g as in god – TheScreamOnline
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g as in god

for Ahmed Al-Jumaili

 

the woman announced

“please proceed to gate g, as in god.”

g as in 99 divided by 11

then re-imagined

as in the buildings de-imagined,

turned upside down

and shaken out one September,

which we call the same as

the American flag

which we call freedom

which is the number we call

when we want god

to appear as an ambulance

 

which is the number that was called

21 days after Ahmed Al-Jumaili

boarded a plane through gate g

(fingers stretched toward

that same promise)

because his blood was coloring

a blooming peony on the snow

(a pomegranate shot through,

exploding house of jewel)

red as a wet 9, red as a siren

red as stripes on a flag, red as hell.

 

after I read about the death

of Ahmed Al-Jumaili

I dreamt of a gate and plane

 

a man and his wife walking toward it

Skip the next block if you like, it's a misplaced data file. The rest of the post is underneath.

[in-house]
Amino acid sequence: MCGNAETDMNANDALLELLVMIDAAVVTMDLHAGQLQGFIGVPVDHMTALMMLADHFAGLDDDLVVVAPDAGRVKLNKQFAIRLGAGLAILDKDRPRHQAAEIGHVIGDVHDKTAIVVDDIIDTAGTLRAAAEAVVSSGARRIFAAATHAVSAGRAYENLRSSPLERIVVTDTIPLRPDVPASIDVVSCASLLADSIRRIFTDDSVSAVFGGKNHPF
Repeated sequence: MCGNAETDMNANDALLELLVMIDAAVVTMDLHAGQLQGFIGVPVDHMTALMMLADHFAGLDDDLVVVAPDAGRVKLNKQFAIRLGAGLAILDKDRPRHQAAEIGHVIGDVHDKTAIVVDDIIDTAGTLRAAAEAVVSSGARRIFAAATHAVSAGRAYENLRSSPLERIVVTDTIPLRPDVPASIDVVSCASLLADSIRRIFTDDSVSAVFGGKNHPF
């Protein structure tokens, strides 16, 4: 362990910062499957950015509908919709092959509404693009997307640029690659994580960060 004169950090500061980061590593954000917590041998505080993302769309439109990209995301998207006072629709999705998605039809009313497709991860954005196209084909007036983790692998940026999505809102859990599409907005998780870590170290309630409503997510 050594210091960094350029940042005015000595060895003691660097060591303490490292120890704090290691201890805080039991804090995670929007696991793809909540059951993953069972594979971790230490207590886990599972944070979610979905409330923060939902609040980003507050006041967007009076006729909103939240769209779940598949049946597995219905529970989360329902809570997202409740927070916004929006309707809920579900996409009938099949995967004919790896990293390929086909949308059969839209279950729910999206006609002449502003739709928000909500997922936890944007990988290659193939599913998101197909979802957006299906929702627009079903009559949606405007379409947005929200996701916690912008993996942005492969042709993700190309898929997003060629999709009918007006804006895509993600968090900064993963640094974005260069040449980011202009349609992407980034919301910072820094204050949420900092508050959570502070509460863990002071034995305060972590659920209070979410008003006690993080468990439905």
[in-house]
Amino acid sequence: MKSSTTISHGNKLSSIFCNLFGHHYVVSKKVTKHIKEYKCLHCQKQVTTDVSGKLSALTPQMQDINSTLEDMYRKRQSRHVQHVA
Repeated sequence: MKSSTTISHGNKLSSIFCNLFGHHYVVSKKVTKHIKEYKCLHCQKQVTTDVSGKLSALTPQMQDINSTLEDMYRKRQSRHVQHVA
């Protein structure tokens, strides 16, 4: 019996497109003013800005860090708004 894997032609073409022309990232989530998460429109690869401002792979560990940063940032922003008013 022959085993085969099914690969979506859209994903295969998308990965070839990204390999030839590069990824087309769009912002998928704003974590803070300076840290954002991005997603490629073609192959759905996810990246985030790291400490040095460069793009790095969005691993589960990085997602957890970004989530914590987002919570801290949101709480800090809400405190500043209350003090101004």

with every dream balled up in their fists

and their shoes filling with blood.

 

interpretation of dreams

when you dream of someone trying to shoot you, it can mean there is a filmy window between your ribs that must be shattered by cold air.

I wake up with my neck tensed and aflame, as if I had been straining in my sleep to see through the dusty glass, its hairline fractures.

***

when I was a child we had a cellar that smelled of deep earth.
I liked to run my hands over the stony walls, feeling safe.

**

when running, I sometimes fear the way I cannot see the end of the road as it
curves over the ground’s open palm

I run faster until darkness
until I feel slightly nauseous
until my surest sense is the sound
of my shoes pushing gravel around.

***

but when you dream of running with a bullet trailing you
it can mean you are chasing your tail

that you’re just a lonely yard dog
with a bad sense of sight.

Irène Mathieu is a writer and pediatrician in Philadelphia. She is the 2016 winner of the Bob Kaufman Poetry Prize and author of the galaxy of origins (dancing girl press & studio, 2014) and orogeny (Trembling Pillow Press, forthcoming). Her poetry, prose, and photography can be found in The Caribbean Writer, The Lindenwood Review, Muzzle Magazine, qarrtsiluni, Extract(s), Diverse Voices Quarterly, Los Angeles Review, Callaloo Journal, Jet Fuel Review, Lime Hawk, and elsewhere. Irène has been a Pushcart Prize nominee, a Callaloo fellow, and a Fulbright scholar. You can read her blog and follow her on Twitter.

Photo ©Richard Beban